On a cool fall day in 1999, Edward Wimmer, IV, was training for his first marathon. His young feet pounded the charcoal pavement. His eyes focused on the view in front of him.
Then, suddenly, he found himself almost face to face with a “black van the size of a King Kong.”
Before he could think, Wimmer’s reflexes kicked in. He jumped out of the way and landed in a ditch.
“My thoughts were mostly, ‘This truck almost ran me over’ and maybe some swearing,” said Wimmer, now 45, of Lakeside Park. “In the moments after the near miss, my thoughts went to ‘What if I got hit?’ and ‘Dad was right.’
Earlier this fall, as Wimmer began training for the marathon, his father, Edward “Mike” Wimmer, III, worried that his son was running all those miles and reminded him to “be safe.” He even suggested that Wimmer carry ID so he could be notified if Wimmer had an accident during practice.
“Of course, I rejected that suggestion,” Wimmer said. “I thought, ‘What could happen to me running?’ So, there I was, in a ditch, on the side of the road, having almost been hit. From that ditch, my dad’s suggestion to carry ID started to make a lot of sense. I usually say, jokingly and half-seriously, that it was the first time in my life that I had to admit my dad was right about something.
The incident left Wimmer unstable. So, he developed an idea for a wearable ID. A few months later, in his father’s basement, he and his father started Road iD, a company that is now a leader in sports identification. They also offer wearable dog IDs and health IDs.
“For us, Road iD has always been more than a business,” Wimmer said. “We are on a mission to save lives and make a difference in the world. We also deliver peace of mind and fuel adventure.
From humble beginnings – starting with two credit cards and a fax machine – Covington-headquartered Road iD has sold thousands of wearable IDs and touched many more lives.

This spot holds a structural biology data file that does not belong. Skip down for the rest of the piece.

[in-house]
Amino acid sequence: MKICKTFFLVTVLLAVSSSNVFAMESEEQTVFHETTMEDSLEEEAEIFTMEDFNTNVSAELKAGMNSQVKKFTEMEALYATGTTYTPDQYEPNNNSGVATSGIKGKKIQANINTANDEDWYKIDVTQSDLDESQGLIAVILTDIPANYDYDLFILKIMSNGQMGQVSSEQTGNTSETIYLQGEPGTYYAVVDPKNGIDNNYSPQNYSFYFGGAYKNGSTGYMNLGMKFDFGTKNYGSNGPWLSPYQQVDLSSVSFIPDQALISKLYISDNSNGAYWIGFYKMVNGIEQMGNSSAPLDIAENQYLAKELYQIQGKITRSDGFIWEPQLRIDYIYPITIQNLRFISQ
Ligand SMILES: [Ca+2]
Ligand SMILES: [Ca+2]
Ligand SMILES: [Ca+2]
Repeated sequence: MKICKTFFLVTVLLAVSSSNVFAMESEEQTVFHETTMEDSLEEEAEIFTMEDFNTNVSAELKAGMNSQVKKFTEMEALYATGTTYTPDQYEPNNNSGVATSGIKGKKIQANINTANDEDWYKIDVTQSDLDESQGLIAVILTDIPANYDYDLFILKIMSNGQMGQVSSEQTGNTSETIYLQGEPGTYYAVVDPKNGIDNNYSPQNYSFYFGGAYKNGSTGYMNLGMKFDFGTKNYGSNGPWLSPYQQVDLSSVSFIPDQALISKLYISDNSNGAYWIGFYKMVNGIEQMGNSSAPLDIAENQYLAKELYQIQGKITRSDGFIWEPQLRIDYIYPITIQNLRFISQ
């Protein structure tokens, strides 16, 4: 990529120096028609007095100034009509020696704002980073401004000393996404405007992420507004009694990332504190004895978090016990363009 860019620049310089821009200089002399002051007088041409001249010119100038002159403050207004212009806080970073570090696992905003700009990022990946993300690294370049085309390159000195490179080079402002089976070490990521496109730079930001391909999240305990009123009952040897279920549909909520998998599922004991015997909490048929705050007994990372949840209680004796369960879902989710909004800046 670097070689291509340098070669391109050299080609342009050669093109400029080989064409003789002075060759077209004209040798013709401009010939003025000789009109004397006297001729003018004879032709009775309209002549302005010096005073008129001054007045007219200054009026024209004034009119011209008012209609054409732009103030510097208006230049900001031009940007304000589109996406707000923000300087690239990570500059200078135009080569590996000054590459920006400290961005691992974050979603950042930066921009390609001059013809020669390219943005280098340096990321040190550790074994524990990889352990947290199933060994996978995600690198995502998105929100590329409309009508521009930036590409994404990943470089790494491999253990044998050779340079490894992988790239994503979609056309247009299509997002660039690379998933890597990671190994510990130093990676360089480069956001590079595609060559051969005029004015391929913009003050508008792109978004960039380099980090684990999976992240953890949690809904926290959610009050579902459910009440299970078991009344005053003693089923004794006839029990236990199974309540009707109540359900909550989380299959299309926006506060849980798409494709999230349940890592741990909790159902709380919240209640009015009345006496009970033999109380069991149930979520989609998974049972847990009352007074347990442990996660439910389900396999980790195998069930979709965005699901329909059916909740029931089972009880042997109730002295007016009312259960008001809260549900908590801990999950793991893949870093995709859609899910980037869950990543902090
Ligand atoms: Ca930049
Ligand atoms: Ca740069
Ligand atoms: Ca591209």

“Almost every day we hear from customers about the impact Road iD has had on their lives,” Wimmer said. “We hear stories of minor accidents where a wrist was raised to get the help a customer needed. We hear stories of parents who were reunited with their children in crowded spaces. We also hear stories of serious accidents where Road iD was used to save a life.
Wimmer’s sister, Erin Eimer, joined the family business in 2001.
Eimer, 47, from Walton, said she loves coming to work knowing the company is impacting lives with the products and services it offers.
“I’m really lucky to work with great people,” she said. “We are a great company created in this way by our team. And sharing this adventure as a family is a gift.
For Wimmer and Eimer, family means more than blood, but also includes those who work with them, their clients, as well as the community.
“Road iD has a core value called Purpose for Profit,” Wimmer said. “Put simply, this means we are very committed to giving back and being good corporate citizens. To that end, we have raised and donated millions of dollars to organizations important to Road iD and its staff.
Currently, their main philanthropic partner is 4 Paws For Ability, an organization that provides service dogs to children and veterans in need. Road iD also supports the American Cancer Society each year with its Pink With A Purpose campaign, which has seen it donate over $70,000 over the past two years to the local ACS chapter.
Locally, they’ve partnered with the City of Covington to plant trees in the community, co-sponsored the Covington Beer Mile, supported Tri-State Trails, and helped clean up Covington every year since 2018.
According to Wimmer, this community involvement is also a big part of Road iD’s goal.
“We often say we’re goal first, then who, then which business,” Wimmer said.